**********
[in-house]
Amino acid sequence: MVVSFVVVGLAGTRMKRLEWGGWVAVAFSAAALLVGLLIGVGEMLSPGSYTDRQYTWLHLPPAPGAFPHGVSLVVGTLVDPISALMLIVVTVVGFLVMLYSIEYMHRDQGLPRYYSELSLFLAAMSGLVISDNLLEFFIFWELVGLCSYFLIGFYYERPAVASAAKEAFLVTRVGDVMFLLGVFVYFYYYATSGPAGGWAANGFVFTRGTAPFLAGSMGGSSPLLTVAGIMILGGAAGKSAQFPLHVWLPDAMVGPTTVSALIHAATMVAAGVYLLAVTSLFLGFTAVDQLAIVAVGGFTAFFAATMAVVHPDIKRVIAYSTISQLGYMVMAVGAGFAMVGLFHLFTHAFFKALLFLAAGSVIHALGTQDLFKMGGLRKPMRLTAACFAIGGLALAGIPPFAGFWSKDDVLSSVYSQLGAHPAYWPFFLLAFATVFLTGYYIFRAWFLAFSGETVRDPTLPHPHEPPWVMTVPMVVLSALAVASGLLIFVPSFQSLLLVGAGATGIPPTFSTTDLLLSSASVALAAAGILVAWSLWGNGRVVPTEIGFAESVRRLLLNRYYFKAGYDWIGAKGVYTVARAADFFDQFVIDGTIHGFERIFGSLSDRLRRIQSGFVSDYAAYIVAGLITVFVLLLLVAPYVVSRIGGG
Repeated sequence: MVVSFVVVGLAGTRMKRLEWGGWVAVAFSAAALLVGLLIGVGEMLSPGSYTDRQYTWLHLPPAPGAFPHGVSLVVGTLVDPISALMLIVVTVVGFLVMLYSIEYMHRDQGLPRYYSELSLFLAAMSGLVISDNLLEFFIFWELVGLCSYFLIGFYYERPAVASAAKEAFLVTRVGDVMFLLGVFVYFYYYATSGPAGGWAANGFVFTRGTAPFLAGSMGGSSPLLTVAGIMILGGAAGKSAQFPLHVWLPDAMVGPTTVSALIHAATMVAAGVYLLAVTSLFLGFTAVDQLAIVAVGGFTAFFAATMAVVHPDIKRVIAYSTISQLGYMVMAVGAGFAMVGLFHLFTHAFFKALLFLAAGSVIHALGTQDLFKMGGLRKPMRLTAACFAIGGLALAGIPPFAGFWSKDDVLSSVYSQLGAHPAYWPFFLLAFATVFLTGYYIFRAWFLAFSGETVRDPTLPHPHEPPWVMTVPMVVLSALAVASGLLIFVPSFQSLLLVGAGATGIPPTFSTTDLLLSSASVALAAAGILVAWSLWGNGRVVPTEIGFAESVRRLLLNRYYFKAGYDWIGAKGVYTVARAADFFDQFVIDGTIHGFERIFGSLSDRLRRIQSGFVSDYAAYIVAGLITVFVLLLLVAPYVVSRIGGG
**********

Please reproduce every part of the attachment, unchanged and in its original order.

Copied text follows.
[in-house]
Amino acid sequence: MVVSFVVVGLAGTRMKRLEWGGWVAVAFSAAALLVGLLIGVGEMLSPGSYTDRQYTWLHLPPAPGAFPHGVSLVVGTLVDPISALMLIVVTVVGFLVMLYSIEYMHRDQGLPRYYSELSLFLAAMSGLVISDNLLEFFIFWELVGLCSYFLIGFYYERPAVASAAKEAFLVTRVGDVMFLLGVFVYFYYYATSGPAGGWAANGFVFTRGTAPFLAGSMGGSSPLLTVAGIMILGGAAGKSAQFPLHVWLPDAMVGPTTVSALIHAATMVAAGVYLLAVTSLFLGFTAVDQLAIVAVGGFTAFFAATMAVVHPDIKRVIAYSTISQLGYMVMAVGAGFAMVGLFHLFTHAFFKALLFLAAGSVIHALGTQDLFKMGGLRKPMRLTAACFAIGGLALAGIPPFAGFWSKDDVLSSVYSQLGAHPAYWPFFLLAFATVFLTGYYIFRAWFLAFSGETVRDPTLPHPHEPPWVMTVPMVVLSALAVASGLLIFVPSFQSLLLVGAGATGIPPTFSTTDLLLSSASVALAAAGILVAWSLWGNGRVVPTEIGFAESVRRLLLNRYYFKAGYDWIGAKGVYTVARAADFFDQFVIDGTIHGFERIFGSLSDRLRRIQSGFVSDYAAYIVAGLITVFVLLLLVAPYVVSRIGGG
Repeated sequence: MVVSFVVVGLAGTRMKRLEWGGWVAVAFSAAALLVGLLIGVGEMLSPGSYTDRQYTWLHLPPAPGAFPHGVSLVVGTLVDPISALMLIVVTVVGFLVMLYSIEYMHRDQGLPRYYSELSLFLAAMSGLVISDNLLEFFIFWELVGLCSYFLIGFYYERPAVASAAKEAFLVTRVGDVMFLLGVFVYFYYYATSGPAGGWAANGFVFTRGTAPFLAGSMGGSSPLLTVAGIMILGGAAGKSAQFPLHVWLPDAMVGPTTVSALIHAATMVAAGVYLLAVTSLFLGFTAVDQLAIVAVGGFTAFFAATMAVVHPDIKRVIAYSTISQLGYMVMAVGAGFAMVGLFHLFTHAFFKALLFLAAGSVIHALGTQDLFKMGGLRKPMRLTAACFAIGGLALAGIPPFAGFWSKDDVLSSVYSQLGAHPAYWPFFLLAFATVFLTGYYIFRAWFLAFSGETVRDPTLPHPHEPPWVMTVPMVVLSALAVASGLLIFVPSFQSLLLVGAGATGIPPTFSTTDLLLSSASVALAAAGILVAWSLWGNGRVVPTEIGFAESVRRLLLNRYYFKAGYDWIGAKGVYTVARAADFFDQFVIDGTIHGFERIFGSLSDRLRRIQSGFVSDYAAYIVAGLITVFVLLLLVAPYVVSRIGGG